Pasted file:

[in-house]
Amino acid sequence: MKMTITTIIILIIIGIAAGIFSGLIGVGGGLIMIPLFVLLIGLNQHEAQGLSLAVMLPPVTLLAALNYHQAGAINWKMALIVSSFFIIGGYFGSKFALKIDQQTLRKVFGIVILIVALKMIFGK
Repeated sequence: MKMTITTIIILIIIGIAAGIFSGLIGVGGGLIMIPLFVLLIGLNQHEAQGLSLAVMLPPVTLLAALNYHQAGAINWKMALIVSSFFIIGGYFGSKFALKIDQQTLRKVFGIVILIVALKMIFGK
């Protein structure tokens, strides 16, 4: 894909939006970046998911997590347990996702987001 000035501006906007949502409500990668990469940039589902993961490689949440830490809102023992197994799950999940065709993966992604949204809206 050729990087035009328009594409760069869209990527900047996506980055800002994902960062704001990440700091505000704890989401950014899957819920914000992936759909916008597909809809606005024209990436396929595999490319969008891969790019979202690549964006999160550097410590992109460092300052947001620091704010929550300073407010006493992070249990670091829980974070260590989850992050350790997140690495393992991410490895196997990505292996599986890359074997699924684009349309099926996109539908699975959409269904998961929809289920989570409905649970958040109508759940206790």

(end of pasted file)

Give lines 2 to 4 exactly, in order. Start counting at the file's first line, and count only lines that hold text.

Amino acid sequence: MKMTITTIIILIIIGIAAGIFSGLIGVGGGLIMIPLFVLLIGLNQHEAQGLSLAVMLPPVTLLAALNYHQAGAINWKMALIVSSFFIIGGYFGSKFALKIDQQTLRKVFGIVILIVALKMIFGK
Repeated sequence: MKMTITTIIILIIIGIAAGIFSGLIGVGGGLIMIPLFVLLIGLNQHEAQGLSLAVMLPPVTLLAALNYHQAGAINWKMALIVSSFFIIGGYFGSKFALKIDQQTLRKVFGIVILIVALKMIFGK
């Protein structure tokens, strides 16, 4: 894909939006970046998911997590347990996702987001 000035501006906007949502409500990668990469940039589902993961490689949440830490809102023992197994799950999940065709993966992604949204809206 050729990087035009328009594409760069869209990527900047996506980055800002994902960062704001990440700091505000704890989401950014899957819920914000992936759909916008597909809809606005024209990436396929595999490319969008891969790019979202690549964006999160550097410590992109460092300052947001620091704010929550300073407010006493992070249990670091829980974070260590989850992050350790997140690495393992991410490895196997990505292996599986890359074997699924684009349309099926996109539908699975959409269904998961929809289920989570409905649970958040109508759940206790």